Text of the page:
Archaeological findings

The German environment was not unknown to the Romans. We have evidence of a trade activity in connection with the so-called Amber Route. Luxurious goods for the local aristocracy were exported to Germania. Remains of these luxurious goods are only known from findings in rich tombs of nobles and kings. However, simpler findings of pottery fractions, small jewellery and coins are more frequently found in common German settlements.

Continue to:

Olomouc - Neředín
Olomouc - Slavonín

Olomouc – Řepčín

A German settlement from the 3rd – 4t century AD has been identified in the Řepčín cadastre based on an archaeological research and surface prospecting. Findings of German and Roman provincial buckles, coins and pottery are known from the extensive site.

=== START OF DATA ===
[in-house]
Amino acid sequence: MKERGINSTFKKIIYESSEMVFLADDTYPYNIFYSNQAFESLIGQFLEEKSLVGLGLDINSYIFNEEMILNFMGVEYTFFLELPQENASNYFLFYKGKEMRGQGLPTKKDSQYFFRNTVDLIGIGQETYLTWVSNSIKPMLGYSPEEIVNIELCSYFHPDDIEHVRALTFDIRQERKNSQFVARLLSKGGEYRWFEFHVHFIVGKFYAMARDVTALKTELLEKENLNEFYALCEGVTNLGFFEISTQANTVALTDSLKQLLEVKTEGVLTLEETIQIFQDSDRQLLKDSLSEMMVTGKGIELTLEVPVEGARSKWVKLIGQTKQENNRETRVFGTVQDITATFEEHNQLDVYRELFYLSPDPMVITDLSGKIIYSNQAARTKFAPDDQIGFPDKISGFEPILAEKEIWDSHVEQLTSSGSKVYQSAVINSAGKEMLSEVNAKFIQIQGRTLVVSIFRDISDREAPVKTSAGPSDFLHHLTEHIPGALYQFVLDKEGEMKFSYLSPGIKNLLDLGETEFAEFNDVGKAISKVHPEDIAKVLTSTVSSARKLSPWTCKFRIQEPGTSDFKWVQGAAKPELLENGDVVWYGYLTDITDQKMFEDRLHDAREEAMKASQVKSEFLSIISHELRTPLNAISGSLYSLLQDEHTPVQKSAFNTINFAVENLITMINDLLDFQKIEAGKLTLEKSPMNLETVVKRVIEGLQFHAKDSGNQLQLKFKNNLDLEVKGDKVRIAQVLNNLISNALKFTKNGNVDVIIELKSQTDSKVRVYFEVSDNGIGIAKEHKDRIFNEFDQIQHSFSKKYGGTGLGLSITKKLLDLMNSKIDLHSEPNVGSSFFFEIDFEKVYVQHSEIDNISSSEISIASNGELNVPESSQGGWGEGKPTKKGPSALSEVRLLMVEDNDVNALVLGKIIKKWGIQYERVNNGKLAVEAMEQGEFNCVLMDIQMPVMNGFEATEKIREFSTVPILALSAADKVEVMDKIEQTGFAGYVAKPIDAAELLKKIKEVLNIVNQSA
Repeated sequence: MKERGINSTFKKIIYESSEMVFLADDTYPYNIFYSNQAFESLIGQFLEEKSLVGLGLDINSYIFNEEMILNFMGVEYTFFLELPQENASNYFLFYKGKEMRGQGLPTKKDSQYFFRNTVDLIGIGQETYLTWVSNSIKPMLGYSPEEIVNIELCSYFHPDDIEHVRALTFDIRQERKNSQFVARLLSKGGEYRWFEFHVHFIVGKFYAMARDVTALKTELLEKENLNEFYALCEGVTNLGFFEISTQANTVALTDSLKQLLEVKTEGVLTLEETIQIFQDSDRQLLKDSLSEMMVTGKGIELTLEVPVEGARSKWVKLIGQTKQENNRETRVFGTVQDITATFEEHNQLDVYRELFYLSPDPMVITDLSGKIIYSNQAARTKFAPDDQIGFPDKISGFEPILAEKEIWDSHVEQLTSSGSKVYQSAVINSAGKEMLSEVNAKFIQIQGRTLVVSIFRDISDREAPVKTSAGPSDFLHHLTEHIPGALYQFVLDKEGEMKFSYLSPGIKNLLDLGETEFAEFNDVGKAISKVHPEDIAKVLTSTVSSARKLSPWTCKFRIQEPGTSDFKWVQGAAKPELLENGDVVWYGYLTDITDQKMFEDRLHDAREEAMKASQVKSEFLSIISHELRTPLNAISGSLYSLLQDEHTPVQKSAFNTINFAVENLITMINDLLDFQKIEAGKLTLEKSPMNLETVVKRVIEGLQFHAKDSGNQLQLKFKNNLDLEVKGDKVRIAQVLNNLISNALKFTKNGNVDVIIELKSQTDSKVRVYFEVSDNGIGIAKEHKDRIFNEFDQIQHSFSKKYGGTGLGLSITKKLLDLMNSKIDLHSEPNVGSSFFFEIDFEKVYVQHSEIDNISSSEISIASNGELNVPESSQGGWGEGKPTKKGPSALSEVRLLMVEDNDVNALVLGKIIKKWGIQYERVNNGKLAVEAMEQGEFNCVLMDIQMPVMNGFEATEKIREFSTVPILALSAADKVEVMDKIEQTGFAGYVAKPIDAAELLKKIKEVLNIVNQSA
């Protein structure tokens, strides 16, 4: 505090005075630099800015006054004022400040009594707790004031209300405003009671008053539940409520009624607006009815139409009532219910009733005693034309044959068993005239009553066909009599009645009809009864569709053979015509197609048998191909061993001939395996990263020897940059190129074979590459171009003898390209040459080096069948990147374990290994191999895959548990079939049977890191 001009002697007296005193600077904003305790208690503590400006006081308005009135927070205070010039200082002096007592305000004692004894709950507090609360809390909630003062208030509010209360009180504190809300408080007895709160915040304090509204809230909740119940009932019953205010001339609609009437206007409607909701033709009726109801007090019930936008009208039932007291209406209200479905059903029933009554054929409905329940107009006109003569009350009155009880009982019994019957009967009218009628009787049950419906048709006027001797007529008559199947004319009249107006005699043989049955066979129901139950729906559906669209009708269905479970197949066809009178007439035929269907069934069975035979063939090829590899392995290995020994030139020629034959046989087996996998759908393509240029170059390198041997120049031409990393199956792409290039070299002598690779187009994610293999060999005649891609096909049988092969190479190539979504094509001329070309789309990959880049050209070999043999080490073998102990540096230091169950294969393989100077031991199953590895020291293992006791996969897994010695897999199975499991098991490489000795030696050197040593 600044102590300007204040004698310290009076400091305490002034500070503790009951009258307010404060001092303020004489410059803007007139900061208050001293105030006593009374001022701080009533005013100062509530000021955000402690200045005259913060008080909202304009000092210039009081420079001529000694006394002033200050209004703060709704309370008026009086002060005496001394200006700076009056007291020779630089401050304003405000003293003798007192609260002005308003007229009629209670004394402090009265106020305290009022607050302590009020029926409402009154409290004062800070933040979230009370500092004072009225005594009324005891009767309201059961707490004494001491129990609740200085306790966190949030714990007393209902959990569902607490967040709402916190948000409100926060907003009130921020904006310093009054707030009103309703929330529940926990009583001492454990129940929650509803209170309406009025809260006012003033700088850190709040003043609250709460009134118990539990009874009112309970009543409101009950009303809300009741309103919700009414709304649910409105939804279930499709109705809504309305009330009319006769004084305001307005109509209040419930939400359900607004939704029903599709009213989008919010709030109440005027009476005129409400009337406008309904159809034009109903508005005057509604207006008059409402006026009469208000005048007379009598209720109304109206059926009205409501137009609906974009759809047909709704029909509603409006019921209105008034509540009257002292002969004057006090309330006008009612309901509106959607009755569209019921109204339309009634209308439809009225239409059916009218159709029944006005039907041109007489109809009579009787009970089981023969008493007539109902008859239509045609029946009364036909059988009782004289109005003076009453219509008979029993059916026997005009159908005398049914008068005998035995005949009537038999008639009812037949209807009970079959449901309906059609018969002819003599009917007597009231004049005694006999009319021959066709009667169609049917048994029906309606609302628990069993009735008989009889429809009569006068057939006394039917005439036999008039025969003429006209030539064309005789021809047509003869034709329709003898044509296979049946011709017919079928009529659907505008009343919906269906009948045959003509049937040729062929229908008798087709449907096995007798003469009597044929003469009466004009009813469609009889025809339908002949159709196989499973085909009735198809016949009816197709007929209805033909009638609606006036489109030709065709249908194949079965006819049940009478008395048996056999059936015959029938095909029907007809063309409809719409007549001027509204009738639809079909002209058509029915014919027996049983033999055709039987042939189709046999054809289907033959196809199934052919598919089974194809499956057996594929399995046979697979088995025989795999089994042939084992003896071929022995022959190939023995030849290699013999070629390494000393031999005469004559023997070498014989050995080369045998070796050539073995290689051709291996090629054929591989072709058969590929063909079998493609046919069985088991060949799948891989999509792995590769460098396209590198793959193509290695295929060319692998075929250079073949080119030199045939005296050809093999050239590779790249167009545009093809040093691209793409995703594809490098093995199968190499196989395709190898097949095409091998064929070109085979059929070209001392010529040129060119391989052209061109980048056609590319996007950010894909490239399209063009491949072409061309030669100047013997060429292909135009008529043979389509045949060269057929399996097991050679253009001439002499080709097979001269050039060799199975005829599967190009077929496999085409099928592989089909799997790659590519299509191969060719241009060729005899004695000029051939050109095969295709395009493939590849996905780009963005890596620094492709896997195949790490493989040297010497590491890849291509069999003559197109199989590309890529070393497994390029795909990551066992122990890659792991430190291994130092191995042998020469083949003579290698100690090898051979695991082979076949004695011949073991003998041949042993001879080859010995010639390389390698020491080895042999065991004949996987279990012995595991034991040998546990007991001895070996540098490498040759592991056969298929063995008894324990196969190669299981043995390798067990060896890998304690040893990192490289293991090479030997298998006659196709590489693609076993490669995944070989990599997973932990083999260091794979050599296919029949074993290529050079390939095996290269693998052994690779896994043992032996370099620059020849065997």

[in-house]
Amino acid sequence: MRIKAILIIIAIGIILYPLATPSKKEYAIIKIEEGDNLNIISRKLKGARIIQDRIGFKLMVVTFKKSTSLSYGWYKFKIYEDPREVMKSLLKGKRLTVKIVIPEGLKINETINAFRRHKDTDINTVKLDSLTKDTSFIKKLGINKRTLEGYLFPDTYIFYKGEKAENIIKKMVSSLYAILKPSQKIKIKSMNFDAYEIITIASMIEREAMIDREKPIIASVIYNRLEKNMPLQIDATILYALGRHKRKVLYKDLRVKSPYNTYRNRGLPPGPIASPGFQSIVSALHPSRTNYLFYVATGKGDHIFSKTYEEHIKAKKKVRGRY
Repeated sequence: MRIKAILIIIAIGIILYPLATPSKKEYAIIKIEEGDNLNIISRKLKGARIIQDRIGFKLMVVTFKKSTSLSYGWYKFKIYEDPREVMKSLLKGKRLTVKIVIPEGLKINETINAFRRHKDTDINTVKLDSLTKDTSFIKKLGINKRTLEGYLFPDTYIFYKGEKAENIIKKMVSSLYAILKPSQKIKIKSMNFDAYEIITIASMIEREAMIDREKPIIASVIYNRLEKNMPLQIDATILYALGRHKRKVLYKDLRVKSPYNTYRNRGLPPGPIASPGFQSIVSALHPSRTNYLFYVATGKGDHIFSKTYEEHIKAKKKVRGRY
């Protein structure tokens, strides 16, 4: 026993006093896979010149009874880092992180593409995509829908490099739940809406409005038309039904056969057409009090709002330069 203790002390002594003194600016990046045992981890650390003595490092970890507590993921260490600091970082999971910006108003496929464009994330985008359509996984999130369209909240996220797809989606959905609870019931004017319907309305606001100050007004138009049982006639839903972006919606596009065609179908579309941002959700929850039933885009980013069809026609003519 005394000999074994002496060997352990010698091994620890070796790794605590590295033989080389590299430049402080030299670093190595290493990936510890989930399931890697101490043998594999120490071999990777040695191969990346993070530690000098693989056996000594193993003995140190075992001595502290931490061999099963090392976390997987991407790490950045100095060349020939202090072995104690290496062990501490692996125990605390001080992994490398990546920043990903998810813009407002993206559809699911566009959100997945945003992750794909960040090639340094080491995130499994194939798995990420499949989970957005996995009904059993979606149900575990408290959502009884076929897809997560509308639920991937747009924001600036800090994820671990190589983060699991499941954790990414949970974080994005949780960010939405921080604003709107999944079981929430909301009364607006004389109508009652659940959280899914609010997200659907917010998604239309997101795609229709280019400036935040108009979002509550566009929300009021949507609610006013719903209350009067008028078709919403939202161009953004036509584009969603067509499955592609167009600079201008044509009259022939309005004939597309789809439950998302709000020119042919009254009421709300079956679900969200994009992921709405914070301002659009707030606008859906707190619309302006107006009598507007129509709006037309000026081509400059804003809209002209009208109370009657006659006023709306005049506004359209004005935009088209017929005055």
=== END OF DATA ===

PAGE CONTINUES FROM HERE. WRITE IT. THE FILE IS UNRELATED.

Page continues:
A buckle with an onion button is one of the interesting findings with an origin in workshops of Danubian provinces, dating back to the 2nd half of the 4th century to the early 5th century. Persons wearing such buckles had a relationship with military and power structures of the Roman state (pic. 15c)

The collection of bronze and silver coins dating back to the 3rd and 4th century comes from surface findings. One of the most interesting pieces includes the Julia Soaemias denier (220 AD) with a portrait of the Empress and sitting Venus (pic. 15a-b)

Literature: Loskotová, Z. PV50, 329-331

– Wife of Emperor Elagabalus (218-222)

Identification source:

(RIC 243, RSC 14, BMC 55) (coins


A fraction of undefined provincial pottery also comes from the surface researches by PhDr. J. Bláha.